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Thursday, 6 January, 2000, 11:31 GMT
Radio pirates steal listeners

Raids on the pirates are believed to be imminent Raids on the pirates are believed to be imminent

Illegal radio operators in the UK are forcing their broadcasts into motorists' cars.

The pirate broadcasters have discovered how to hijack the Radio Data System (RDS) standard. This is used across Europe and South Africa and is now being adopted in Australia, China and the US.

RDS buries digital code in FM signals so that car radios can automatically seek out any local stations that are broadcasting traffic news.

The pirates attack all RDS radios in range The pirates attack all RDS radios in range
When a local traffic announcement is being broadcast, a signal is sent and the car radio switches to it. When it ends, RDS takes the listener back to the station or tape or CD they were originally listening to.

But, according to New Scientist magazine, the UK's Radio Investigation Service says the pirate broadcasters have now harnessed RDS for their own ends. They appear to have used the published RDS standards to make devices that constantly transmit the signal to switch, thereby grabbing listeners.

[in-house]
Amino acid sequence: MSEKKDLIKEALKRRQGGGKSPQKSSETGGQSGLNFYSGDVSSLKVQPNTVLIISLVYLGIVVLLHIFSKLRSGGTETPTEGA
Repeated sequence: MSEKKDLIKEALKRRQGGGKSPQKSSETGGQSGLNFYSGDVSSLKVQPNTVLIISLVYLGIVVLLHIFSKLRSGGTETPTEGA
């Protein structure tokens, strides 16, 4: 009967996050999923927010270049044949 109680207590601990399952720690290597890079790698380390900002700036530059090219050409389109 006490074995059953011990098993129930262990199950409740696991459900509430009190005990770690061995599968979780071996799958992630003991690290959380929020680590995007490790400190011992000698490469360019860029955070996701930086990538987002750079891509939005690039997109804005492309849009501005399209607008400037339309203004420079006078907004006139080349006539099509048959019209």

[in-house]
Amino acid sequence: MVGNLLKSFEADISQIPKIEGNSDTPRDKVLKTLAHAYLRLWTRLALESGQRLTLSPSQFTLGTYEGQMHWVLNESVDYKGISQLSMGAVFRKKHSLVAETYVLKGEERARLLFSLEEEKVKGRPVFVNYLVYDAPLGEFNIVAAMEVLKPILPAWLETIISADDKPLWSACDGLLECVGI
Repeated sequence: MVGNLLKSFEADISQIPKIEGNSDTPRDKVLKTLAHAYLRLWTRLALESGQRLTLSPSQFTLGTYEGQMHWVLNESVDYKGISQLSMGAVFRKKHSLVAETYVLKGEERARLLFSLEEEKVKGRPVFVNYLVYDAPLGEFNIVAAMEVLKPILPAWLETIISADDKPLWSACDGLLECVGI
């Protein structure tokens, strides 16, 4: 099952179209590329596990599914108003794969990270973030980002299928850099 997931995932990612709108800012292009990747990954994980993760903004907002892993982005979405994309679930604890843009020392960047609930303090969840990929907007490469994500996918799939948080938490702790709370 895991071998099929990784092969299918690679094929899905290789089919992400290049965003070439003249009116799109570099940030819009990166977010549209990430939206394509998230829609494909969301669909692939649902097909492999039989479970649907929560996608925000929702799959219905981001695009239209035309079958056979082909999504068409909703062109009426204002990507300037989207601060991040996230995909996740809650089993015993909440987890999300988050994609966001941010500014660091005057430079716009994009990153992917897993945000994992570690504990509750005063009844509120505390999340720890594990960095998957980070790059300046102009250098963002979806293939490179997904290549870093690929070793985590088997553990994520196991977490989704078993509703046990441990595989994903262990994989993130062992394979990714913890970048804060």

The strong signal swamps any car radio in the pirate's coverage area, forces it to recognise the unauthorised signal and tune in to the pirate's station.

Because the pirate continually transmits the phoney flag, the radio stays tuned in until the car goes out of range or the driver switches off the RDS feature.

The radio investigators say they are now close to raiding and seizing the equipment of an RDS pirate operation. This will allow them to find out precisely how the pirates operate their listener-stealing trick. They then hope to help broadcasters around the world develop countermeasures.

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See also:
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